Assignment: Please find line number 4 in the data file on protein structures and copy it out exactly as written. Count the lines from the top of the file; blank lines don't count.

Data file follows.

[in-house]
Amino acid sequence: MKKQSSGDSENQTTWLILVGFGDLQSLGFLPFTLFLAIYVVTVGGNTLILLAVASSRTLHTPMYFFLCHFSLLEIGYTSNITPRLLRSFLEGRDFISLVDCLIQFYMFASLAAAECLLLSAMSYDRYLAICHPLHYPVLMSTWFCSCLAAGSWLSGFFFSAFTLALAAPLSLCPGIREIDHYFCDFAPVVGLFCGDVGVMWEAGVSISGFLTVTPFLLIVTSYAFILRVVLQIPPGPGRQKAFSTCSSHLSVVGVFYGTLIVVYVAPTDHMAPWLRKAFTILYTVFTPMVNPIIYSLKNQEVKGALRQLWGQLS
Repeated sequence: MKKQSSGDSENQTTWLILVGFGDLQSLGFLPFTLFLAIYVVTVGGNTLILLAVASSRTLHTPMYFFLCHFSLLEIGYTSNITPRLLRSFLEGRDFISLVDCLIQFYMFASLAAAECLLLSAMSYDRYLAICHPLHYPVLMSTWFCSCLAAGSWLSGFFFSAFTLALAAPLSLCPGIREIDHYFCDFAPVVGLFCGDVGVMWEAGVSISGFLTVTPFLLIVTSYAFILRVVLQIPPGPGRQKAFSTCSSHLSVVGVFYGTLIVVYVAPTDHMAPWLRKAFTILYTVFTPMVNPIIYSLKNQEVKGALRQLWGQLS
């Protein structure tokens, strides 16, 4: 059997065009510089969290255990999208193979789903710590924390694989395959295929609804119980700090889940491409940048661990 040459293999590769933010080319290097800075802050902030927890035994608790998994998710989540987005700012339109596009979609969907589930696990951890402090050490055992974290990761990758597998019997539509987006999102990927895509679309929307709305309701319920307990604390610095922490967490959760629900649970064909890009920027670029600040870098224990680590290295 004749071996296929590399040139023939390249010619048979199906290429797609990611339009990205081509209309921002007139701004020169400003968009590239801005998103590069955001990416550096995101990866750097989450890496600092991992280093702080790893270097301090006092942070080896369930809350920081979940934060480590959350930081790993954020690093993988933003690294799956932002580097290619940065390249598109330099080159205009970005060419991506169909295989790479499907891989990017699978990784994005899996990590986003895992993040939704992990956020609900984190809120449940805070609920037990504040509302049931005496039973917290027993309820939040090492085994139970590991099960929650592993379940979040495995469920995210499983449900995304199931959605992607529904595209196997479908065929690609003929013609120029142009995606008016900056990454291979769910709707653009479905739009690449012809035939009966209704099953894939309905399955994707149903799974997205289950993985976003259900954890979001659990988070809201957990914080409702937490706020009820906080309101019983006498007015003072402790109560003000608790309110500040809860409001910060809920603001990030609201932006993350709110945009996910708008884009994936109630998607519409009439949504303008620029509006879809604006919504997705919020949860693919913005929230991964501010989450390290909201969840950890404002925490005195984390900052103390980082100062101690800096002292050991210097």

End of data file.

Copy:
């Protein structure tokens, strides 16, 4: 059997065009510089969290255990999208193979789903710590924390694989395959295929609804119980700090889940491409940048661990 040459293999590769933010080319290097800075802050902030927890035994608790998994998710989540987005700012339109596009979609969907589930696990951890402090050490055992974290990761990758597998019997539509987006999102990927895509679309929307709305309701319920307990604390610095922490967490959760629900649970064909890009920027670029600040870098224990680590290295 004749071996296929590399040139023939390249010619048979199906290429797609990611339009990205081509209309921002007139701004020169400003968009590239801005998103590069955001990416550096995101990866750097989450890496600092991992280093702080790893270097301090006092942070080896369930809350920081979940934060480590959350930081790993954020690093993988933003690294799956932002580097290619940065390249598109330099080159205009970005060419991506169909295989790479499907891989990017699978990784994005899996990590986003895992993040939704992990956020609900984190809120449940805070609920037990504040509302049931005496039973917290027993309820939040090492085994139970590991099960929650592993379940979040495995469920995210499983449900995304199931959605992607529904595209196997479908065929690609003929013609120029142009995606008016900056990454291979769910709707653009479905739009690449012809035939009966209704099953894939309905399955994707149903799974997205289950993985976003259900954890979001659990988070809201957990914080409702937490706020009820906080309101019983006498007015003072402790109560003000608790309110500040809860409001910060809920603001990030609201932006993350709110945009996910708008884009994936109630998607519409009439949504303008620029509006879809604006919504997705919020949860693919913005929230991964501010989450390290909201969840950890404002925490005195984390900052103390980082100062101690800096002292050991210097």